"Changes" Album Cover

Justin Bieber’s fifth studio album, “Changes,” released Feb. 14, features R&B beats and lyrics focused around the singer’s relationship with his wife, Hailey Bieber.

Justin Bieber released his fifth studio album, “Changes,” on Feb. 14. The 17-track album, including a remix of the album’s lead single “Yummy,” is, frankly, never-ending. Overall, the songs were nearly indistinguishable from each other, and the mostly trivial lyrics were mind-numbing.

Though I’m sure he meant it to be a romantic gesture for his wife, Hailey, and as an album that lovers around the globe could enjoy on Valentine’s Day, this does anything but put me in the mood.

I will admit I was foolishly hopeful in the days leading up to this release. Although I’m no fan of Bieber, I thought there was potential. From the start of the album’s first track, “All Around Me,” all hope was lost.

“All Around Me” is a synth-y R&B tune that allows the singer’s admittedly smooth vocals to shine. However, the first time I heard Bieber croon the line “I need you all around me,” I thought I was listening to a contemporary Christian track. Later in the song, he sings, “Never thought I could ever be loyal // To someone other than myself,” which is a little cringe-worthy, if you ask me. Also, the track ends with the distinct sound of a baby – is there something you’d like to tell us, Mr. and Mrs. Bieber?

The album’s sound doesn’t change much when moving on to the next track, “Habitual.” With lyrics like, “We’re each other’s vice” and “My love for you’s habitual, yeah // Not for a moment, but forever // Know it sounds untraditional,” I think Hailey and Justin might have an unhealthy relationship. Also, call me old-fashioned, but when did loving someone forever become untraditional?

“Intentions,” featuring Quavo, was a more tolerable tune, with its bouncy hip-hop sound distinguishing it from the rest. The lyrics, however, are not much better. Though I’m glad Bieber has good intentions, as the song suggests, and recognizes how stunning his wife is, the line “Heart full of equity, you’re an asset” left me with a sour taste in my mouth. Hailey, I’m not sure being Bieber’s asset is a good thing.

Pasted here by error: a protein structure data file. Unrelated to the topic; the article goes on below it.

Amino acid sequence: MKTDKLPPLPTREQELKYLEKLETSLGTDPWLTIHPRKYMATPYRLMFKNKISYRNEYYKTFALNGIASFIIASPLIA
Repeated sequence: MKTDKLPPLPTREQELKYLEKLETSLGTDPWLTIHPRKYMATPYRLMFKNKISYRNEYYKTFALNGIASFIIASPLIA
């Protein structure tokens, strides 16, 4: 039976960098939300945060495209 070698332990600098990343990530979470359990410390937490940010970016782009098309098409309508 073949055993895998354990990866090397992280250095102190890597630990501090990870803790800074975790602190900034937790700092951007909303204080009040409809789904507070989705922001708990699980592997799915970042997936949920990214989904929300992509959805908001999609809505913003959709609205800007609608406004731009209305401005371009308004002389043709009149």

“Take It Out On Me,” the album’s ninth track, is weird. I guess it’s nice of Bieber to offer to be Hailey’s “punching bag” when she’s frustrated, but I’m again wondering how healthy this relationship is. After hearing the lyrics, “I’m your psychiatrist, let’s talk about it // We can use sign language, I know your body,” I changed the song.

About two-thirds of the way through Bieber’s album, the sound changes, with acoustics and gentle electronics taking over. “Changes,” the album’s title track, was the first to stand out – a refreshing break from the repetitive mixture of synth and hip-hop beats. The lyrics are also more sincere, though the last line “People change, circumstances change // But God always remains the same,” was jarring after listening to Bieber in “Take It Out On Me.”

I was curious to hear Bieber’s definition of love when I selected “That’s What Love Is,” the 15th track. I was pleasantly surprised by a sweet guitar strum that continued through the song, and genuine lyrics like, “Ooh, and you can trust me // After all the lies I told you // Yeah, that’s what love is” and “So beyond what lust is // Hey, it’s a blessing that you’re in my life.” I’ll give you this one, Bieber.

“At Least For Now” continued the soft, subdued trend with a piano and soft vocals. My ears were now becoming accustomed to this gentle sound – dare I say I even enjoyed it. “At Least For Now” was a relatively short song, and the lyrics didn’t mean much: “At least for now // Trying to avoid disappointment // At least for now // One finger at a time, I turn the pages, yeah.” Nevertheless, this extended break from the album’s rocky beginning was merciful.

The final track, Bieber’s “Yummy” remix, features rising R&B star Summer Walker. The song jolted me back to the reality of the album. While Walker’s voice adds a needed sweetness, the track is just as tasteless as it was before, with her added lyrics, “Oh and your head’s on my body // In the a.m. or the p.m., you get what you need from me,” unfortunately leaving little to the imagination.

All things considered, I would rather listen to “As Long As You Love Me” on repeat for the rest of my life than listen to this album again. I applaud Bieber for the sound of his slower tracks on “Changes.” With lyrics that repeatedly left me exclaiming, “Bleh!” and an annoying, repetitive R&B/hip-hop mix, however, it’s a no from me.

Elizabeth Green is the photo editor of the Arkansas Traveler. She worked as a photographer from 2017-2019 and has also reported for the Lifestyles section.

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